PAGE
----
The More (Bands) the Merrier
Since most people don’t prefer (or can’t afford) to follow a single artist on tour for their rock concert vacation, our next section describes planning a road trip based around a multi-artist roster. While many of the same best practices apply, this does simplify a few things while presenting a couple of fresh challenges.
Stick to a Genre
Admittedly, this is a preference, but I also have some practical reasons for this suggestion. Although I enjoy a variety of musical genres, personally, I’m only in the mood for one at a time. Agreeing on a specific genre will help you pick everything from your travel companions to your wardrobe.
In a very populated and extremely interconnected world, selecting a genre can help you narrow your focus when scouting and pre-purchasing tickets. Once you’ve exhausted your mental Rolodex of bands in your target areas, use an app like Bandsintown to hone your search by genre.
Set Your Budget
While a single-band roadshow may have a fairly consistent ticket price, the price point for a myriad-artist tour can run the gamut from free concerts to hundreds of dollars a seat. Start planning with your total budget in mind, split off what you need for food, lodging, and transport. Then subdivide the rest by the number of shows you want to see. Then, as with the previous section, book your tickets first. You can’t ’Road Trip like a Rock Star’ without the ‘Rock’.
Plan Your Itinerary
A multi-artist road trip has a LOT of factors including financial, geographical, and social factors. Planning may seem contrary to the gypsy spirit flowing through the hard-core, punk, new wave, hip-hop or whatever it is that you’re out there running down, but trust me, it’s necessary. Do yourself a favor and book the tickets, lodging and transportation in advance. Communicate clearly between all parties. There will still be plenty of unexpected adventures (like it or not), and you’ll have ample opportunities for foolish, Almost Famous-esque spontaneity.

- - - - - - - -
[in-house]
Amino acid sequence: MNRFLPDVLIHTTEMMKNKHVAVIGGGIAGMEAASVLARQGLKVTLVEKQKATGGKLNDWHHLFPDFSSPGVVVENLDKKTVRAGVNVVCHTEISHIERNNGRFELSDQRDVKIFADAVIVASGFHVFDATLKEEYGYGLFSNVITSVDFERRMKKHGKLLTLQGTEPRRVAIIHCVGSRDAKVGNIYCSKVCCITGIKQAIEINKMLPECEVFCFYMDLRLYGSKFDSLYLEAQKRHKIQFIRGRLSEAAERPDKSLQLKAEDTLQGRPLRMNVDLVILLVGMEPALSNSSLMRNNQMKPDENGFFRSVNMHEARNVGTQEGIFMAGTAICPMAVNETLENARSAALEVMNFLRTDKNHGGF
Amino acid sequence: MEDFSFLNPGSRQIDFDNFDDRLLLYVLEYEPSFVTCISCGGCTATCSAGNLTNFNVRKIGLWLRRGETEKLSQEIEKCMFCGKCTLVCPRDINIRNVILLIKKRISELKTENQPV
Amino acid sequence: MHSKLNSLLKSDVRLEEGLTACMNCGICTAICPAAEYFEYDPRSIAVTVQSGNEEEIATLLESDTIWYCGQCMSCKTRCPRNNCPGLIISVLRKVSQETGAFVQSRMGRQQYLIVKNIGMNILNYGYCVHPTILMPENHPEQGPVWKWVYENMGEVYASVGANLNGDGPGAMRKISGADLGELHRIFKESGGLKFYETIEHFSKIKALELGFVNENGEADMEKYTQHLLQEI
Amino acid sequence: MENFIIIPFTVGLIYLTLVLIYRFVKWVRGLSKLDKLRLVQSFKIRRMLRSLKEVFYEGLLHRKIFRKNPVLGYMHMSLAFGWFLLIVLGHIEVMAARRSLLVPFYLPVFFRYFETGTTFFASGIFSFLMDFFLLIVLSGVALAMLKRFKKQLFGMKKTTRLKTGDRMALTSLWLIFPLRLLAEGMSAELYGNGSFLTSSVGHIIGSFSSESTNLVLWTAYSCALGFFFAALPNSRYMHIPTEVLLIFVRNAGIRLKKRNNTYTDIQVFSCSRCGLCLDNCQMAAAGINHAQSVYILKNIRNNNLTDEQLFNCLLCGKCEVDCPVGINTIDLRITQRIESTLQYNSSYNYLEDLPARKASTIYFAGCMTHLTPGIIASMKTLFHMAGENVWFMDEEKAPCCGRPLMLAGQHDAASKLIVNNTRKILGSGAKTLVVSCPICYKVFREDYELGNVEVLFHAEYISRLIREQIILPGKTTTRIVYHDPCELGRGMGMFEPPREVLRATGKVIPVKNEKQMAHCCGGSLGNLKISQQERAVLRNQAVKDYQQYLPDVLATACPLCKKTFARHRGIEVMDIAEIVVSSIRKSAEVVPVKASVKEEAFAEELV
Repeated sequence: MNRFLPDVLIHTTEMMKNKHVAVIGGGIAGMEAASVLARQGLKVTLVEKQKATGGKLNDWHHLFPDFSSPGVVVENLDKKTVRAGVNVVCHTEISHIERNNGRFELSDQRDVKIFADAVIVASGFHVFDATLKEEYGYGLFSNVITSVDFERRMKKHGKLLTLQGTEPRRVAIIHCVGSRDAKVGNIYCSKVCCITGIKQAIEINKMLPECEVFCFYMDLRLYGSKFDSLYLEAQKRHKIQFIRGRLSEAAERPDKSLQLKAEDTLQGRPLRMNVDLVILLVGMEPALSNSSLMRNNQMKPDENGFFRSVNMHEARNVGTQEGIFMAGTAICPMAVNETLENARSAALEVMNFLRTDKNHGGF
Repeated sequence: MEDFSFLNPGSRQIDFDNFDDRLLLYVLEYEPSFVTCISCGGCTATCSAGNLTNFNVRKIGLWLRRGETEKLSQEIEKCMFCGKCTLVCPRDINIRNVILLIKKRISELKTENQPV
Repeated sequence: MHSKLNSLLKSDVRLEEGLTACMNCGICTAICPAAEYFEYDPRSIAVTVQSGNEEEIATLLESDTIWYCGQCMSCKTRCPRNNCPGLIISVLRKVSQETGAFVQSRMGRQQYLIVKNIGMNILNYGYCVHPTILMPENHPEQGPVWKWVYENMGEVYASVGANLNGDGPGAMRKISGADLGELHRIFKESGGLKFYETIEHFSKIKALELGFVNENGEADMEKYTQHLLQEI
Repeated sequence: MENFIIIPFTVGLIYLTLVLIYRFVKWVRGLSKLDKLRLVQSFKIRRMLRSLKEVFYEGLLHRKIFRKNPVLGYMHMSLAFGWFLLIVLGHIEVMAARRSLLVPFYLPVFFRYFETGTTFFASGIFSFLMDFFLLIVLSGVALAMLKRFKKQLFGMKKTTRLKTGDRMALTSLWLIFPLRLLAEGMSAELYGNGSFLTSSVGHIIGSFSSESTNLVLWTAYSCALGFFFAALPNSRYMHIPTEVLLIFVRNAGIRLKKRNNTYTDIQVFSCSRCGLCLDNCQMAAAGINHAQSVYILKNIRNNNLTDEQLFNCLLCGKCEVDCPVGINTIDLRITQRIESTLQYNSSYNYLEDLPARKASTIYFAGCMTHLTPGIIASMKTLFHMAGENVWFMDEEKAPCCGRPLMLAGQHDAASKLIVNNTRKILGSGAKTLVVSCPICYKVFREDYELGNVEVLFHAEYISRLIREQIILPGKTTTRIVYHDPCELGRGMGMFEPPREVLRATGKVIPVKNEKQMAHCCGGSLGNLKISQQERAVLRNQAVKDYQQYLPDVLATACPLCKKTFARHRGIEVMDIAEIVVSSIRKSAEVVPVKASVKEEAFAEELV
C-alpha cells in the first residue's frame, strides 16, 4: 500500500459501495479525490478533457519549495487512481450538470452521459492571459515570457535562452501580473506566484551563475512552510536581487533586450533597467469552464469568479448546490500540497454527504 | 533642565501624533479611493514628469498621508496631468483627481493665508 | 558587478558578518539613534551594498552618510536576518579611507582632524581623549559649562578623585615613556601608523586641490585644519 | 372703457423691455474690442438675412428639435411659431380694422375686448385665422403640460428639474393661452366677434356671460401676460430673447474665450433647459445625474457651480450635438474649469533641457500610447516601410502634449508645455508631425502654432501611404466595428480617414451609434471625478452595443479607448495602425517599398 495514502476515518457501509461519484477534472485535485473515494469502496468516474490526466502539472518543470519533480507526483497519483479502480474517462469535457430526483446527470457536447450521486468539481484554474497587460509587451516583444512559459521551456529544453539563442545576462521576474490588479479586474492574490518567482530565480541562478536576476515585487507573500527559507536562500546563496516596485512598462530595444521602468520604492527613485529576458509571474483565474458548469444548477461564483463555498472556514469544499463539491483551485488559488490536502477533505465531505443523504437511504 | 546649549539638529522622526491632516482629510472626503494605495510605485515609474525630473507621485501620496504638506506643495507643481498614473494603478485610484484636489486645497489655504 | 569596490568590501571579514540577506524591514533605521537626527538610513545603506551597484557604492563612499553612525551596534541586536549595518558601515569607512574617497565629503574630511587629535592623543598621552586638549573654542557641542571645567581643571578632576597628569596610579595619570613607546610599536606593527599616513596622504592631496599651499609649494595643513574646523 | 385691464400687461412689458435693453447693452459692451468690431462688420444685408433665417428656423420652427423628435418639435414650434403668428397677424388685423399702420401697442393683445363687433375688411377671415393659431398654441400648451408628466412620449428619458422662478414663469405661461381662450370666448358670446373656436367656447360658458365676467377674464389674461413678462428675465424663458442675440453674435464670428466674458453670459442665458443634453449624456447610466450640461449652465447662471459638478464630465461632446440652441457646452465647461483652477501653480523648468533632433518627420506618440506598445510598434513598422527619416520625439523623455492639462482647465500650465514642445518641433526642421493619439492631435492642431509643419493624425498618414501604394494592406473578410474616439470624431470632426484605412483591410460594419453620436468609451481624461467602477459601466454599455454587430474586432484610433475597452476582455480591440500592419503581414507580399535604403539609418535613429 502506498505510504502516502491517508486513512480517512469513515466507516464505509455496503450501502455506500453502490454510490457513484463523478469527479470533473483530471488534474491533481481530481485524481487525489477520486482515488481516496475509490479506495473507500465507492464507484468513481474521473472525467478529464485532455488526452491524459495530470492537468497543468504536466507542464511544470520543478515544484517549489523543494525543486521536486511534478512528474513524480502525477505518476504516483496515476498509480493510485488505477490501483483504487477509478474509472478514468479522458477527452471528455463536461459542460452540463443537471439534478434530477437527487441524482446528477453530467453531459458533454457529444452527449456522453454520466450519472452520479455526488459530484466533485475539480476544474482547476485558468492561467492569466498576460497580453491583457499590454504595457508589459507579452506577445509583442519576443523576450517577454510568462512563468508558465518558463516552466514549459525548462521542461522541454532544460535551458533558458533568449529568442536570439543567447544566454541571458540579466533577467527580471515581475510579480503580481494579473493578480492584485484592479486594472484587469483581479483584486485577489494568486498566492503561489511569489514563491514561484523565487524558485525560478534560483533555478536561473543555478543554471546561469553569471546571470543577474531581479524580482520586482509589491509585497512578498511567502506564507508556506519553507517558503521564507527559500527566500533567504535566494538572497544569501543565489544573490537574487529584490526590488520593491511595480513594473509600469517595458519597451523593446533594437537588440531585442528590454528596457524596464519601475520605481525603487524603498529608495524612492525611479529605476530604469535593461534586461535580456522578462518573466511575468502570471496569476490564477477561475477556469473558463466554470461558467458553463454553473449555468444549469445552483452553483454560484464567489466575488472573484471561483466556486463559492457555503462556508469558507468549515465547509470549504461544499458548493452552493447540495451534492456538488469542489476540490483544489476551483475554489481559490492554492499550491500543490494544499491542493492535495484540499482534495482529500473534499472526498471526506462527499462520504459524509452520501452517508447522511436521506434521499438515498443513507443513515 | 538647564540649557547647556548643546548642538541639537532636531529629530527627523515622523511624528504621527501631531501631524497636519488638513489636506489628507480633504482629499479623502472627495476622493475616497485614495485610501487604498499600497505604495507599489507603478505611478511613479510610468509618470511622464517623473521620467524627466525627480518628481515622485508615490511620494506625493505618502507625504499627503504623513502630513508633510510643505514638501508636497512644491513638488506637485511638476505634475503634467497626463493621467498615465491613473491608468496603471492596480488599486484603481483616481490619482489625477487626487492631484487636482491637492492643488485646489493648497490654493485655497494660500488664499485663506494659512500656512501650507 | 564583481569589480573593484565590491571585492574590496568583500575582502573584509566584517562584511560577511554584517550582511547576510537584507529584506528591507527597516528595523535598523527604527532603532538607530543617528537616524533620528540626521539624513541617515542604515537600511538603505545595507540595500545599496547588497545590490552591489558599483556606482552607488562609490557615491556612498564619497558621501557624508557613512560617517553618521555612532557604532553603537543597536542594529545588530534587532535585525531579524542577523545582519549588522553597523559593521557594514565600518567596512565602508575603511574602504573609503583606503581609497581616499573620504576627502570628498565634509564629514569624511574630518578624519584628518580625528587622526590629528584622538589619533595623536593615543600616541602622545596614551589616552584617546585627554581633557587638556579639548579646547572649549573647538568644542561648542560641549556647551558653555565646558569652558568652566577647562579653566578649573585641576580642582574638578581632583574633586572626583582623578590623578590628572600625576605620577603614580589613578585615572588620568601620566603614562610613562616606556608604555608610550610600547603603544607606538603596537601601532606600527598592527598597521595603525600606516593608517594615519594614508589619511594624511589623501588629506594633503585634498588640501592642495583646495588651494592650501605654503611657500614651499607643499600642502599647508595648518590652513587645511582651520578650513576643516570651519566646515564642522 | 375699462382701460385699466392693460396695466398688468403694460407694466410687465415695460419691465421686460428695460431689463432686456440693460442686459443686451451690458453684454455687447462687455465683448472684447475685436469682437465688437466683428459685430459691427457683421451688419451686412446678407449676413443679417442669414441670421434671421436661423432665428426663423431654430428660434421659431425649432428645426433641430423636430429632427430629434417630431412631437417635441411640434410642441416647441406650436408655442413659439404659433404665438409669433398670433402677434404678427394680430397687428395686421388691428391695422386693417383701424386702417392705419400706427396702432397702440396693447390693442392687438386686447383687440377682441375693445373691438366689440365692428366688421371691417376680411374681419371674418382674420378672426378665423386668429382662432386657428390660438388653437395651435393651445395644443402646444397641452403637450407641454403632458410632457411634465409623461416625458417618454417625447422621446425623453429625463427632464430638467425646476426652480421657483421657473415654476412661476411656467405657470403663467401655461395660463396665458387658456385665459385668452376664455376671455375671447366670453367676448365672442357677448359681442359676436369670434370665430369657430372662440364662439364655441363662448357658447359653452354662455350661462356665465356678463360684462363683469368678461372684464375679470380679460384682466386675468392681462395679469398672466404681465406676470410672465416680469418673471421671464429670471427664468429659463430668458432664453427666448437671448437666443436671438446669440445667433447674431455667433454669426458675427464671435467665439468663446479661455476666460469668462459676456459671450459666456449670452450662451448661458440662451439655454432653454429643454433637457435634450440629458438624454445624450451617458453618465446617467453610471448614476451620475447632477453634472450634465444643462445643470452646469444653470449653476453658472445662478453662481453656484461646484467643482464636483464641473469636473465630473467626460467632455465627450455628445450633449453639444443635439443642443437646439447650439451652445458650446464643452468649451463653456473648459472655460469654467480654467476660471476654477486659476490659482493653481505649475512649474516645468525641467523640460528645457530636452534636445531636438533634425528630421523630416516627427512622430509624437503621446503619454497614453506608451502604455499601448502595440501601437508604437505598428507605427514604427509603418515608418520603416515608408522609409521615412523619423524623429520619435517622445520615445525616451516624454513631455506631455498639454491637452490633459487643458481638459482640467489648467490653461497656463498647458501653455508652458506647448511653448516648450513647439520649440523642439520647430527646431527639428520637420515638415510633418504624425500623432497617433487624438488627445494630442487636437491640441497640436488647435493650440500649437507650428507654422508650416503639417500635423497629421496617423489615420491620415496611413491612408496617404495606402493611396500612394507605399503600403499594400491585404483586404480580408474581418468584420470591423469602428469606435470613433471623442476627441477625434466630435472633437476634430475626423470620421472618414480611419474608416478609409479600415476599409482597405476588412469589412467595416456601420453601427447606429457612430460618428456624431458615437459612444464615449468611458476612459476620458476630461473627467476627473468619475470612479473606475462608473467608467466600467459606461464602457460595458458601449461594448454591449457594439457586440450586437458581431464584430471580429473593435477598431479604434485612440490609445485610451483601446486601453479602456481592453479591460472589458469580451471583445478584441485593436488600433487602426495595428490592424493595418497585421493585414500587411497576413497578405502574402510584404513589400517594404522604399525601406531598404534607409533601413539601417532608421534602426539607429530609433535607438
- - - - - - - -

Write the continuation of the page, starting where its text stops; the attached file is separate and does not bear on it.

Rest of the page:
Music Festivals for Your Rock Concert Vacation
Full disclosure, this last section is not my particular brand of chewing tobacco, so to speak. However, from Coachella to Comstock, outdoor concerts and music festivals have a HUGE appeal and entice road trippers from all over the country. Like the two previous categories, this one has some topical overlap and a few unique aspects.
The type of lodging available for and preferred by denizens of a music festival varies widely depending on the venue and the surrounding geography, both natural and urban.